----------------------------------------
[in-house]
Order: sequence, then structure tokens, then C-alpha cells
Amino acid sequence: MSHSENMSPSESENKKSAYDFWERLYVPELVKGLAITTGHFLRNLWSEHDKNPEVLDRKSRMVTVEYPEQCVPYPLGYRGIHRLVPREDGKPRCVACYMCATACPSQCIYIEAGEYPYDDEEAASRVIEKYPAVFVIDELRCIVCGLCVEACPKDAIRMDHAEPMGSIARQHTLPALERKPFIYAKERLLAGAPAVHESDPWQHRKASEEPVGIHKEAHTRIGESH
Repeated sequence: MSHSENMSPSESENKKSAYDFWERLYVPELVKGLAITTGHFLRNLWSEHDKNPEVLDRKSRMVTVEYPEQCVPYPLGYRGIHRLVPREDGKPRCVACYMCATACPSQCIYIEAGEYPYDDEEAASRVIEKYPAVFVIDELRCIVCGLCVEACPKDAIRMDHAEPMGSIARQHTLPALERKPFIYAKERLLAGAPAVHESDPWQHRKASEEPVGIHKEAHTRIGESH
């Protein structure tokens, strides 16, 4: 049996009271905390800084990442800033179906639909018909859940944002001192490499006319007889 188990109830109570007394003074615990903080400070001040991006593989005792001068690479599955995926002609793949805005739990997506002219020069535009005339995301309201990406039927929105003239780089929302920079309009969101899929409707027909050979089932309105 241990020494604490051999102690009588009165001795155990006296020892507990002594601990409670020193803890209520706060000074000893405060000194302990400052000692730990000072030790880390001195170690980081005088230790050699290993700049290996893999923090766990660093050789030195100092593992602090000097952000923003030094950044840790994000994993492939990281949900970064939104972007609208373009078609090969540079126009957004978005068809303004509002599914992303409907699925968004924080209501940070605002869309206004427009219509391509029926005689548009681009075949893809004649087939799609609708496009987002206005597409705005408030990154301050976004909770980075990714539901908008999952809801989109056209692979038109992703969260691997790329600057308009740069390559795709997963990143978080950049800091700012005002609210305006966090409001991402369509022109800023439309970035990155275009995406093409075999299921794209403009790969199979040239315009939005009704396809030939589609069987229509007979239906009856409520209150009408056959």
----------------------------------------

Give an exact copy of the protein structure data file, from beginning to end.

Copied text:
[in-house]
Order: sequence, then structure tokens, then C-alpha cells
Amino acid sequence: MSHSENMSPSESENKKSAYDFWERLYVPELVKGLAITTGHFLRNLWSEHDKNPEVLDRKSRMVTVEYPEQCVPYPLGYRGIHRLVPREDGKPRCVACYMCATACPSQCIYIEAGEYPYDDEEAASRVIEKYPAVFVIDELRCIVCGLCVEACPKDAIRMDHAEPMGSIARQHTLPALERKPFIYAKERLLAGAPAVHESDPWQHRKASEEPVGIHKEAHTRIGESH
Repeated sequence: MSHSENMSPSESENKKSAYDFWERLYVPELVKGLAITTGHFLRNLWSEHDKNPEVLDRKSRMVTVEYPEQCVPYPLGYRGIHRLVPREDGKPRCVACYMCATACPSQCIYIEAGEYPYDDEEAASRVIEKYPAVFVIDELRCIVCGLCVEACPKDAIRMDHAEPMGSIARQHTLPALERKPFIYAKERLLAGAPAVHESDPWQHRKASEEPVGIHKEAHTRIGESH
């Protein structure tokens, strides 16, 4: 049996009271905390800084990442800033179906639909018909859940944002001192490499006319007889 188990109830109570007394003074615990903080400070001040991006593989005792001068690479599955995926002609793949805005739990997506002219020069535009005339995301309201990406039927929105003239780089929302920079309009969101899929409707027909050979089932309105 241990020494604490051999102690009588009165001795155990006296020892507990002594601990409670020193803890209520706060000074000893405060000194302990400052000692730990000072030790880390001195170690980081005088230790050699290993700049290996893999923090766990660093050789030195100092593992602090000097952000923003030094950044840790994000994993492939990281949900970064939104972007609208373009078609090969540079126009957004978005068809303004509002599914992303409907699925968004924080209501940070605002869309206004427009219509391509029926005689548009681009075949893809004649087939799609609708496009987002206005597409705005408030990154301050976004909770980075990714539901908008999952809801989109056209692979038109992703969260691997790329600057308009740069390559795709997963990143978080950049800091700012005002609210305006966090409001991402369509022109800023439309970035990155275009995406093409075999299921794209403009790969199979040239315009939005009704396809030939589609069987229509007979239906009856409520209150009408056959």